September 10, 2015 8:24 am
Updated: September 10, 2015 6:54 pm

Coalition calling on Ontario to bring in vulnerable road user law

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WATCH ABOVE: A new vulnerable roads law would mean stiffer penalties for drivers charged in the injury and deaths of pedestrians and cyclists. Marianne Dimain has the story.

TORONTO – David Stark, a single father of three boys, is still left enduring the pain of losing his wife Erica after she was struck and killed last year by a motorist whose minivan mounted a curb in east-end Toronto.

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“It’s been a very difficult last 10 months having to explain to my children, trying to make sense out of what was a senseless and preventable collision,” said Stark during a press conference in Toronto Thursday morning.

Stark is now part of a coalition group demanding action from the Ontario government to implement a vulnerable road user law that would see harsher penalties for motorists who injure or kill a pedestrian or cyclist.

INVESTIGATION: Toronto cyclists’ ‘dooring zone’

The coalition, which includes the United Senior Citizens of Ontario, Cycle Toronto, Walk Toronto, and Kids at Play, is being represented by personal injury lawyer Patrick Brown.

“In certain cases, the police charge for careless driving is reduced to a lower offense,” said Brown.

“At the end of the day it’s a bit of a mentality that when pedestrians and cyclists are hit, is it just an accident. Unfortunately for the victim, that isn’t appropriate.”

WATCH: Coalition spokesperson explains how vulnerable road user law would function

The group says 78 cyclists and pedestrians have been killed on Toronto roads the past two years, many of them senior citizens.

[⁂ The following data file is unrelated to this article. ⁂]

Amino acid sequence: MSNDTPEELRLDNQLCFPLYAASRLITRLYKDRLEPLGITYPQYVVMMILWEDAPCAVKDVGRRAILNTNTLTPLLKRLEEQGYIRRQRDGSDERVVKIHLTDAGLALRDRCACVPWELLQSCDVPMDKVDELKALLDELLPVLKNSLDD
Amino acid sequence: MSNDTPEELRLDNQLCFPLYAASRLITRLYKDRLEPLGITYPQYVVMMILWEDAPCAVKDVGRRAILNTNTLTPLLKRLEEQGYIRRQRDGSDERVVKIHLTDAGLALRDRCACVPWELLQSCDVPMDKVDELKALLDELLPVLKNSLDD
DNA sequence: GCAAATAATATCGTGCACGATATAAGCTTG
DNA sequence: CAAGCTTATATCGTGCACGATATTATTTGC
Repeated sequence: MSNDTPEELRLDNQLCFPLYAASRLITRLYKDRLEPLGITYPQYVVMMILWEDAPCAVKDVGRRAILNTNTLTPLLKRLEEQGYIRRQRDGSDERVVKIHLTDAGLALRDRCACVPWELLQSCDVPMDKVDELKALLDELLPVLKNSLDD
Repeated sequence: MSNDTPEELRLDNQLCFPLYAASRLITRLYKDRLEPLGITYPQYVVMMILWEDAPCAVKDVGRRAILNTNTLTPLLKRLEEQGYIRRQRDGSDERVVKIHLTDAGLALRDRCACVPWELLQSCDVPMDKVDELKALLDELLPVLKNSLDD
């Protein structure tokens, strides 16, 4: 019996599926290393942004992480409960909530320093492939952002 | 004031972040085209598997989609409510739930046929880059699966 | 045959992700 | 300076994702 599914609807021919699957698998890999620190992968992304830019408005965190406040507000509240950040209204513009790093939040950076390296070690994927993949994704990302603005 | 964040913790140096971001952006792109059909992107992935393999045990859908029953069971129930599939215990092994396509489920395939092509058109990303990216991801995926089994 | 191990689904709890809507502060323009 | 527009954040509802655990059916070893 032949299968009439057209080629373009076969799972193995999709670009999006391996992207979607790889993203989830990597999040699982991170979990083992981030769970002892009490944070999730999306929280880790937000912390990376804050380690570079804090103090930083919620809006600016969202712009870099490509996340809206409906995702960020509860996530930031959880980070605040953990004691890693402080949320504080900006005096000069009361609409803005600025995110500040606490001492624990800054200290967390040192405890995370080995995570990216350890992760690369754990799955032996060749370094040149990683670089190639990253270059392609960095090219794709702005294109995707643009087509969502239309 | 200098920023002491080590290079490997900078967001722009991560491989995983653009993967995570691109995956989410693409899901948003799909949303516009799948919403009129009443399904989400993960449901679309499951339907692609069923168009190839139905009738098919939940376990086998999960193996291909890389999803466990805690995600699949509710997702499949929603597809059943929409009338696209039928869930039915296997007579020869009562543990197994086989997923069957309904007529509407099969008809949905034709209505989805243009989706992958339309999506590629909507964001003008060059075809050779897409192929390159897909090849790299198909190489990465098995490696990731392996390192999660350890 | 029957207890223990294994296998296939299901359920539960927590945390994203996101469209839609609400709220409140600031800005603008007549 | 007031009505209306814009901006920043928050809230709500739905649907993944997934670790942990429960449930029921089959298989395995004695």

READ MORE: The growing epidemic of distracted driving

The new penalties proposed would include licence suspensions, road safety training requirements, and community service. Motorists would also be required to attend court for sentencing to listen to victim impact statements.

“My children ask me, ‘When is the driver going to apologize?’ and I don’t know if she will,” said Stark.

“Dylan is 12, Gavin is 10, and Matthew is 6 and I’ve taught them and Erica taught them that when you hurt someone you say that you are sorry. I hope that that day will come.”

WATCH: Toronto man recounts pain and loss after losing wife to roadside accident

In a statement to Global News, the Ministry of Transportation said it is looking forward to hearing from the coalition but referenced the province’s own actions taken recently to amend the Roads Safer Act to protect pedestrians and cyclists with increased fines and penalties for distracted driving.

READ MORE: New Ontario road safety rules and distracted driving fines come into effect

The bill also requires that drivers wait until pedestrians completely cross the road at school crossings and at crosswalks with pedestrian-operated crossing lights.

“We’re preparing for an educational awareness campaign aimed at informing the public of the new changes in the Highway Safety Act (HTA), including those specifically targeted at increasing safety for the vulnerable users of our roads,” said the ministry.

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